Oaks of the World

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  Quercus lanata
Author Sm. in Rees 1819
Synonyms banga (or banja)Buch.-Ham. ex D.Don 1825
dealbata Wall. 1828 nom. inval.
incana Roxb. 1814 nom. nudum, not Bartr. 1791
lanata var. incana Wenzig 1886
lanuginosa D.Don 1825
leucotrichophora A.Camus 1935 (A. Camus : n° 134)
nepaulensis Desf. 1829
oblongata D.Don 1825
Local names Ban oak ; woolly oak ; tong mai li ;
Range India, Myanmar, China, Nepal, Vietnam, Borneo, North Pakistan; 1300-3000 m; introduced in Europe in 1818;
Growth habit 4-18 m tall (may reach 30 m); twisting trunk;
Leaves 10-22 x 3-9 cm; evergreen; oval oblong, twice or three times as long as wide; glabrous; stiff; rough above; rusty white tomentose beneath, sometimes only along veins; margin entire or slightly toothed in apical half; apex obtuse, more or less acuminate; base rounded or broadly conical; 14-17 parallel vein pairs; petiole 6-25 mm, grey brown tomentose, becoming glabrous;
Flowers pistillate inflorescences 4-14 cm long, in June-July;
Fruits acorn 1.1-1.8 cm long, 0.9-1.2 cm wide; ellipsoid-ovoid, mucronate, apex acute; glabrous; singly or paired; enclosed 1/3 to 1/2 by cup; cup sessile, 1 cm in diameter; with small, triangular, appressed scales; maturing in 1 or 2 years;

Bark, twigs and
buds

bark thick, brown-ash grey, lenticellate, peeling into thin plates; young shoots densely pubescent, becoming partially glabrous;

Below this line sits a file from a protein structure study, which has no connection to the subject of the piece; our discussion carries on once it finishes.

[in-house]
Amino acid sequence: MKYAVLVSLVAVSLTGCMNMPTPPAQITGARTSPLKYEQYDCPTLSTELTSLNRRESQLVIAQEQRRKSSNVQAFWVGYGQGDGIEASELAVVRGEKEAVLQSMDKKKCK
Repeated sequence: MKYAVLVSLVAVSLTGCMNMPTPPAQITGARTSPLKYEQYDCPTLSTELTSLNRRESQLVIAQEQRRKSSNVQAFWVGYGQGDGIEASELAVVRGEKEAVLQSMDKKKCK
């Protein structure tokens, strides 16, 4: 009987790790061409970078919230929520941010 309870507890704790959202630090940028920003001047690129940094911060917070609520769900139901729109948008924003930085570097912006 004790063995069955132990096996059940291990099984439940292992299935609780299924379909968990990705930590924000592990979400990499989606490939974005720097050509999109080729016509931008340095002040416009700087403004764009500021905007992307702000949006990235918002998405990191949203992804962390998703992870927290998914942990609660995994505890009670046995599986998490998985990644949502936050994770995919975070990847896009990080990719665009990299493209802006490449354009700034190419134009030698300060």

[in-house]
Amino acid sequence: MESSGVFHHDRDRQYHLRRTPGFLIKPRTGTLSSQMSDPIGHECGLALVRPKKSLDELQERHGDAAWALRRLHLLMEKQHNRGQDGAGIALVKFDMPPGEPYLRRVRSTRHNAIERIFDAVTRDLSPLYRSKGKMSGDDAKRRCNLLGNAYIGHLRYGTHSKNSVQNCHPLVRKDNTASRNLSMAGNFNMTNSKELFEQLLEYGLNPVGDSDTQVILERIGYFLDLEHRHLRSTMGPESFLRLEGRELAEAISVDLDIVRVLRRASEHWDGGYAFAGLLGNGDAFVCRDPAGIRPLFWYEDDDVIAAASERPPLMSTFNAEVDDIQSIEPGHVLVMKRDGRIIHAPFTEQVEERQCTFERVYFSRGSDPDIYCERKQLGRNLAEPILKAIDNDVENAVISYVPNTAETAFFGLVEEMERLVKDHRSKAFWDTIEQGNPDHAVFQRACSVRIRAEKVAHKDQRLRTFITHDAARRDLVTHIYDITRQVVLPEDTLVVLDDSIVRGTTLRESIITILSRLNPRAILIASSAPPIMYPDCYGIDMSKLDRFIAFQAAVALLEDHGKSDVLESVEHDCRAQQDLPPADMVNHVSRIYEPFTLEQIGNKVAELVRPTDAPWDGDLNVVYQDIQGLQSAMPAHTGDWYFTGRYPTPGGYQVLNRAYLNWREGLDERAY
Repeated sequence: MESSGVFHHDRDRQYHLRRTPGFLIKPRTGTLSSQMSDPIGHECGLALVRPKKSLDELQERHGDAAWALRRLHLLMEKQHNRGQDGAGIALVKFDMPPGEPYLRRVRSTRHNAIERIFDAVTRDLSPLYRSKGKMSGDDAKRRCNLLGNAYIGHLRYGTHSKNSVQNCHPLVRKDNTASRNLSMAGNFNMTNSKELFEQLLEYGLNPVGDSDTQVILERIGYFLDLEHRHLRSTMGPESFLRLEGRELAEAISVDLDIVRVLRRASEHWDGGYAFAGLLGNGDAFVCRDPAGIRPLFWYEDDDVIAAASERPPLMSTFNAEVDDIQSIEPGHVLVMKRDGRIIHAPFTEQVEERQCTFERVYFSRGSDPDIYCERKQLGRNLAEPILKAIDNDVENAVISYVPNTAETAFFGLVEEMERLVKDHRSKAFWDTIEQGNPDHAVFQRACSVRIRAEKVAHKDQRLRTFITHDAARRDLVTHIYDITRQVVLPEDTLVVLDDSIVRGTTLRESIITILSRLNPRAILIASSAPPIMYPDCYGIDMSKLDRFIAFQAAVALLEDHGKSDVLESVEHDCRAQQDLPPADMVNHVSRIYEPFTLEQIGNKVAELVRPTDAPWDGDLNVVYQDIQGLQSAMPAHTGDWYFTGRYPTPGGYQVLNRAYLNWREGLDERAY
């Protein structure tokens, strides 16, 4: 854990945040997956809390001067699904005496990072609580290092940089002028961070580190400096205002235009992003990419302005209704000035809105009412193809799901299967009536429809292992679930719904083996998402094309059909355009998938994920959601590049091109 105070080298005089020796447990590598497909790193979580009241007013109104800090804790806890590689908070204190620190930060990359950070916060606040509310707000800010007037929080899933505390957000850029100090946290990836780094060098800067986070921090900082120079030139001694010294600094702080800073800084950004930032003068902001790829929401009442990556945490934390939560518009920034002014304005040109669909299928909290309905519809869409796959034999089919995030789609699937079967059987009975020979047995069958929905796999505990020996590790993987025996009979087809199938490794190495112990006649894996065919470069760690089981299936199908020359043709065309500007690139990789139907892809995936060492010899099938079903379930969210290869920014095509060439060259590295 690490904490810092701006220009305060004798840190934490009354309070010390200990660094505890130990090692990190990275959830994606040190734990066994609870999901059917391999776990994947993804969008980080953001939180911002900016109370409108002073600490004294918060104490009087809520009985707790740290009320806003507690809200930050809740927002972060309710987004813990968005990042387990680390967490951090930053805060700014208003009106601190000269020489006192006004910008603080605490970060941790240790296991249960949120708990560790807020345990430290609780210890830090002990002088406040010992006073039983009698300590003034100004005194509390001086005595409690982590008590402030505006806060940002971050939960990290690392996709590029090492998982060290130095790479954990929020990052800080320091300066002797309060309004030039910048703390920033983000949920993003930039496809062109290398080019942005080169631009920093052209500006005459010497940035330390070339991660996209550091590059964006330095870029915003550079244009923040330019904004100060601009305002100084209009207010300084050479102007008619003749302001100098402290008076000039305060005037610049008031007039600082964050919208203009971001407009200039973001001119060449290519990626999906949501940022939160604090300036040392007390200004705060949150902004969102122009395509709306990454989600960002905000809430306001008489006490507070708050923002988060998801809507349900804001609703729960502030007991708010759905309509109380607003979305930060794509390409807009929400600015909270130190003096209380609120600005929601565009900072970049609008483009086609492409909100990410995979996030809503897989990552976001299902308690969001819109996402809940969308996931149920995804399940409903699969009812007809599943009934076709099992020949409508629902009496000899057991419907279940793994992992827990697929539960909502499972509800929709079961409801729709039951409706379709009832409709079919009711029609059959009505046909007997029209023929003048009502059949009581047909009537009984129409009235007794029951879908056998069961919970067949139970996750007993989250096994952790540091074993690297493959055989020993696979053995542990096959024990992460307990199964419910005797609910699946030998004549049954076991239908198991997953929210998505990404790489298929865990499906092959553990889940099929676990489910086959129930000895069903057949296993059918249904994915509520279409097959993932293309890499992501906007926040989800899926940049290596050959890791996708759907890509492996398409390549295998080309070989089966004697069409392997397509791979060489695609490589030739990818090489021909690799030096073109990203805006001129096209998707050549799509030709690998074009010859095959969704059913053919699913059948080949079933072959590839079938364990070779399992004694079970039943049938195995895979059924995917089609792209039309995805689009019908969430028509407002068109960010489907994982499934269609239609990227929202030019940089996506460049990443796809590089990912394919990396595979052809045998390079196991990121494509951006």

Hardiness zone, habitat not quite hardy in England; thrives well in West France; all types of soils;
Miscellaneous

-- A. Camus : n° 135;
-- Belongs to the Ilex Group, according to Denk & Grimm 2010;

-- "lanuginosa" is a term frequently used by Authors, so it is better not to use it, in order to avoid confusions !
- Q. lanuginosa Franchet 1899 nom. illeg. = Q. franchetii
- Q. lanuginosa (Lam.)Thuill.1799 nom. illeg. = Q. pubescens
- Q. lanuginosa Beck 1890 nom. illeg. = Q. robur (sic !)
- Q. lanuginosa sensu Lam. 1778 nom. illeg. = Q. cerris L. 1753
- Q. lanuginosa D.Don 1825 nom. illeg. = Q. lanata

Subspecies and
varieties

-- var. eriocarpa A.Camus 1935
very tomentose mature fruit; very broad, often strongly toothed leaves; young leaves with yellow hairs; anthers not elongated, smooth;

-- var. leiocarpa A.Camus 1935
= subsp leiocarpa (A.Camus) Menitsky 1973
glabrous mature fruit; leaves narrowly oval, less deeply toothed; young leaves with greyish white hairs; anthers elongated, mucronate; Assam, Myanmar, Thailand, Vietnam;

-- Q.leucotrichophora A.Camus 1935 (A. Camus n° 134)
= Q. incana Roxb.
= Q. dealbata Wall. not Hook.f.q
= Q. oblongata D.Don 1825

is sometimes considered as a true species with the following distinctive features : acorn maturing in 2 years (but this is not quite certain); leaves 4 or 5 times as long as wide, entire only near base, whitish tomentose beneath; twig completely glabrous at maturity; not hardy in England, only in South France (zone 8); introduced in England in 1810.
Both "species" are often confused; all the more so since they live together in India ! May be they are actually varieties ?....in Flora of China (2001), Q. lanata and Q. leucotrichophora are synonyms.

Pictures

drawing of Q. lanata

drawing of Q. tungmaiensis